Five minutes into "Star Trek: Bridge Crew" my crew mates are already freaking out. We're aboard the USS Aegis, a Federation starship, and about to embark on our first mission. As in all virtual reality games, players need time to adjust.
We look around wide-eyed and gasp at the detail of the bridge. The science officer, to the left, is busy at his console, while the viewscreen in front displays the stars ahead of us. For many players, an experience like this has been years in the making. They feel as if they're inside the "Star Trek" universe.
Ubisoft's Red Storm Entertainment leverages this feeling and builds a dream game around the manning of a Starfleet vessel. In "Bridge Crew," four players meet in a virtual space and choose one of four roles: captain, tactical, helm or engineer. From there, they go on to the story campaign's prologue and five missions. They also can choose a randomized Ongoing Mission or take on the famed Kobayashi Maru training exercise.
"Bridge Crew" is all about teamwork as the players adopt their roles. The captain relays objectives and shepherds his teammates through the mission. Tactical is in charge of scanning objects, raising shields and firing weapons. Helm pilots the ship and warps to other star systems. The engineer handles the warp coils and energy distribution throughout the ship and also dispatches repair crews and diverts power to where it's needed.
Unlike other developers that have pushed white-knuckle experiences in virtual reality, "Bridge Crew" emphasizes the social aspects of the technology. It's played from a seated position, and those online feel as though they're all in the same room together.
Players quickly discover that communication is key, since the roles are intertwined. Helm can't warp out of trouble until engineer charges the warp coils. Tactical won't know what to scan until the captain tells the officer the objective. In addition, tactical, helm and engineer can beam up survivors or cargo from ships or hack into a vessel and disable weapons, shields or engines as well. Each teammate picks up the slack if there's downtime in the station.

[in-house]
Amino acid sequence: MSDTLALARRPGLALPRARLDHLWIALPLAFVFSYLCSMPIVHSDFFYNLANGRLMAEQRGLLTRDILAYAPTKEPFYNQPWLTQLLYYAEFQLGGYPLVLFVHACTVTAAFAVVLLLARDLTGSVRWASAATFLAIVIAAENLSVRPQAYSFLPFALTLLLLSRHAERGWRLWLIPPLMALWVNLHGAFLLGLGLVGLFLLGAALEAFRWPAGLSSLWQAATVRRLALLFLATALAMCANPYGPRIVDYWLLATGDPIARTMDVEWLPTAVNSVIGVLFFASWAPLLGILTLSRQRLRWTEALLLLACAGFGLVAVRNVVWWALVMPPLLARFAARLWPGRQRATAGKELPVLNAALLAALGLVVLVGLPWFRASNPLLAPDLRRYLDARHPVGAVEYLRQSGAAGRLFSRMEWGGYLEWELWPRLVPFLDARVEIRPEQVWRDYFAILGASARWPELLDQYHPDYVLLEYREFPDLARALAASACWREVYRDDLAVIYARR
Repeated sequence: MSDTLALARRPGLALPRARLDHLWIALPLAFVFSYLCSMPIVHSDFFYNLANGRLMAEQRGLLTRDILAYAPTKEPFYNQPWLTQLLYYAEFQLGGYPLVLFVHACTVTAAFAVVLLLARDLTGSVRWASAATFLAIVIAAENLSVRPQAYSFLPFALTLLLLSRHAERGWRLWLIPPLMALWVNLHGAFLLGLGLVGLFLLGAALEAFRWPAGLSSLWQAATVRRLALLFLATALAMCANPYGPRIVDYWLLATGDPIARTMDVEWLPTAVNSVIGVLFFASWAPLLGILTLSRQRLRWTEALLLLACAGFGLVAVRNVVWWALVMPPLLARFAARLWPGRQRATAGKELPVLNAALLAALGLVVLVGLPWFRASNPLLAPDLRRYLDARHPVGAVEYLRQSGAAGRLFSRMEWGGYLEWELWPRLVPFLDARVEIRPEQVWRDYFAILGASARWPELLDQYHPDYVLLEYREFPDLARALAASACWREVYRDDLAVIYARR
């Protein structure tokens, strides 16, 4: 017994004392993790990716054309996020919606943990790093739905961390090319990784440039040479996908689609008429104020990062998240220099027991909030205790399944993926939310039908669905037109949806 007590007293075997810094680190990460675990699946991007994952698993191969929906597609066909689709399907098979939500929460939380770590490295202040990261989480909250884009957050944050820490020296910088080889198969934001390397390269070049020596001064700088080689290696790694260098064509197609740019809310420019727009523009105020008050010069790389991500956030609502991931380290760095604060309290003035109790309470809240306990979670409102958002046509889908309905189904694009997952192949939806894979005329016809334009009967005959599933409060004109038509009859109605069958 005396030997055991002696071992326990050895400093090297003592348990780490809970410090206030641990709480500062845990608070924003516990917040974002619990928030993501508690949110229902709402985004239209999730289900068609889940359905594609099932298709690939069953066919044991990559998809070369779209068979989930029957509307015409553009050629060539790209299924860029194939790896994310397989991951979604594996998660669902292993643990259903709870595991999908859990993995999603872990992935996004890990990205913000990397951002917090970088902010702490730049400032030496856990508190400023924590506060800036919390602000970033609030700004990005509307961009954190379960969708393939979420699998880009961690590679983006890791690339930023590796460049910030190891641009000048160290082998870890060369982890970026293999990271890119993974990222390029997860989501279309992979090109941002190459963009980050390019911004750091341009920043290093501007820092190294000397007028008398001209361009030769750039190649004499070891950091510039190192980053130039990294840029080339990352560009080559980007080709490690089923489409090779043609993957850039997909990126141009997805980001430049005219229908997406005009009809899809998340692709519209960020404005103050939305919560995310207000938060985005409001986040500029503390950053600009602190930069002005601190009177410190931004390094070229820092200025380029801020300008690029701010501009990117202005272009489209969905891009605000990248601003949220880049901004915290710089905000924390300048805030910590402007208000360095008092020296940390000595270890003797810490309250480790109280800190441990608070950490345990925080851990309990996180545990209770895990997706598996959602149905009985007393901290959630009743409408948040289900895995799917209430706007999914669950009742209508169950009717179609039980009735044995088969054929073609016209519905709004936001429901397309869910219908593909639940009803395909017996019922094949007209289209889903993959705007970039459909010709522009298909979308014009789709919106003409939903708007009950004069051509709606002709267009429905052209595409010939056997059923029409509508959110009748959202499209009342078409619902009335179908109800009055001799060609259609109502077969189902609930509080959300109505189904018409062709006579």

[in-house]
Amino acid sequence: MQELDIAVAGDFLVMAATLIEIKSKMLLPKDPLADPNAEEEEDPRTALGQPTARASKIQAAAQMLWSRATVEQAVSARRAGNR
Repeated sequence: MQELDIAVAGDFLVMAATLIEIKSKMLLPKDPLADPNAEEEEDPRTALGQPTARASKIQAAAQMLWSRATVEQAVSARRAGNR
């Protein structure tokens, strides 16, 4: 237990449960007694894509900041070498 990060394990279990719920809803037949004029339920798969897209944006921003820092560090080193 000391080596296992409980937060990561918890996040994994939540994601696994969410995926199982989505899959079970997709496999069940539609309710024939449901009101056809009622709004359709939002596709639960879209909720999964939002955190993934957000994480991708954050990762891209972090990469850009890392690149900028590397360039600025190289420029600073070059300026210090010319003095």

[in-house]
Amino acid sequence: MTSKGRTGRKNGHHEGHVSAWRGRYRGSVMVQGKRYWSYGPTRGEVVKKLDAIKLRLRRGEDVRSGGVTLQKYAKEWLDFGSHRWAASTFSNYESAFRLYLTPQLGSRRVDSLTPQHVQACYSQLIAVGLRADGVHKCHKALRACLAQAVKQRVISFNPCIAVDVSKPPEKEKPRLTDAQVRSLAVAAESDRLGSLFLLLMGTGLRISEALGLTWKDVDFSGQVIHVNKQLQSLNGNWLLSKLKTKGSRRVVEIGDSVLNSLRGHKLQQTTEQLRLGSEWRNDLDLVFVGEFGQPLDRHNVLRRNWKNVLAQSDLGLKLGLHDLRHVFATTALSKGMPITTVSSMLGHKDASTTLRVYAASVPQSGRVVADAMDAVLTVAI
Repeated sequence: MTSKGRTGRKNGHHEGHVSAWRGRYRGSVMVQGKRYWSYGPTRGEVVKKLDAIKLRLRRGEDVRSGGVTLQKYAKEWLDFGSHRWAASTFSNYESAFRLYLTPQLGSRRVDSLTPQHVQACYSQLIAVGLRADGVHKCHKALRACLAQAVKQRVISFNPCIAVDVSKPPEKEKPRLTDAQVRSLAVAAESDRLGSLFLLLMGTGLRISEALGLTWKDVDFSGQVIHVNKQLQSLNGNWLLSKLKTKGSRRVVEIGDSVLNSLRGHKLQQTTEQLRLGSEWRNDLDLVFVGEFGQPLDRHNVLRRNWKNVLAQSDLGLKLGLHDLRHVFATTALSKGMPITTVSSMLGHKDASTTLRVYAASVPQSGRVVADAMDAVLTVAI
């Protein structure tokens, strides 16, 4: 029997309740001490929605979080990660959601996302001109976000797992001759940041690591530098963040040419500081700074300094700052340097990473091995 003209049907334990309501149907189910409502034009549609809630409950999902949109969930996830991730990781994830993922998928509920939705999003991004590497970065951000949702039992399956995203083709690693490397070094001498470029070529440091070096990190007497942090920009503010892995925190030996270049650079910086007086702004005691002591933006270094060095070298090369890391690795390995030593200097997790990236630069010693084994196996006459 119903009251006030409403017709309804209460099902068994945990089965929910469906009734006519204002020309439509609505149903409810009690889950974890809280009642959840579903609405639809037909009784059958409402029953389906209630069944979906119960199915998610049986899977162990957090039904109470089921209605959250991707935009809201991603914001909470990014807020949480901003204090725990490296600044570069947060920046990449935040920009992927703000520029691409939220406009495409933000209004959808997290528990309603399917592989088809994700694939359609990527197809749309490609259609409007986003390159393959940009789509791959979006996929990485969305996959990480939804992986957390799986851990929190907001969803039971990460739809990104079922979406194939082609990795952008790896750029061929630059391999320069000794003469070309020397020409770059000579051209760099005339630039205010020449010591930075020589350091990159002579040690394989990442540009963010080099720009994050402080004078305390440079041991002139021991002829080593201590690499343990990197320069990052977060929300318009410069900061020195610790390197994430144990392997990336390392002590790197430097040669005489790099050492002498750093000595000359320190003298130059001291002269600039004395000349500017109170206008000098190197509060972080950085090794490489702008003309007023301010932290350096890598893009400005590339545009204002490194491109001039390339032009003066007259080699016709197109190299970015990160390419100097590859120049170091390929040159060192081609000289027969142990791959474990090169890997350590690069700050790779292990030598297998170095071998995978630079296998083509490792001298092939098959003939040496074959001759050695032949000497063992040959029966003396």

The social aspect makes "Bridge Crew" so much fun. In my experience, the helm often waits for the captain to give the order to engage, and zip across the galaxy. Tactical may answer, "Aye, aye" to an order to fire on a Klingon ship. And yes, I've been in a situation where the engineer shouts, "Captain, I'm giving her all she's got."
Trekkers and newcomers alike can take part in what's essentially a "Dungeons & Dragons" version of "Star Trek." Not everyone is in character. Some are just playing to raise their in-game rank or finish the campaign, and the community of players is laid back enough to accommodate various levels of fandom. The only problem they'll encounter is that the game is far too short.
Taking place in an alternate timeline of the current films, "Bridge Crew" at first focuses on finding a new home-world for the Vulcans, but things quickly escalate after a protomatter weapon is discovered.
The missions offer variety: One focuses on stealth, while others highlight rescues and combat. They teach the game's more complex systems, but the deeper strategies are ones that players pick up and teach one another -- everything from diverting power to phasers to quickly dispatching ships, or warming up photon torpedoes for firing at a moment's notice.
For those who finish the main campaign, the Ongoing Missions provide additional adventures with randomized elements. But after a while, they lose their novelty. That's when players discover the biggest problem of "Bridge Crew" -- the limits of its content.
The VR game is smartly made, with cross-platform support, so those who use the HTC Vive, Oculus Rift or PlayStation VR can play with each other. This versatility broadens the base of online players, but that doesn't mean much if players lose interest after finishing everything.
"Bridge Crew" is a good start for a compelling VR game. In fact, it's a title that cries out for a sequel, since developers can do so much more when building on this solid foundation.
'STAR TREK: BRIDGE CREW'
Platforms: PlayStation VR, HTC Vive, Oculus Rift
Rating: Ages 10 and older
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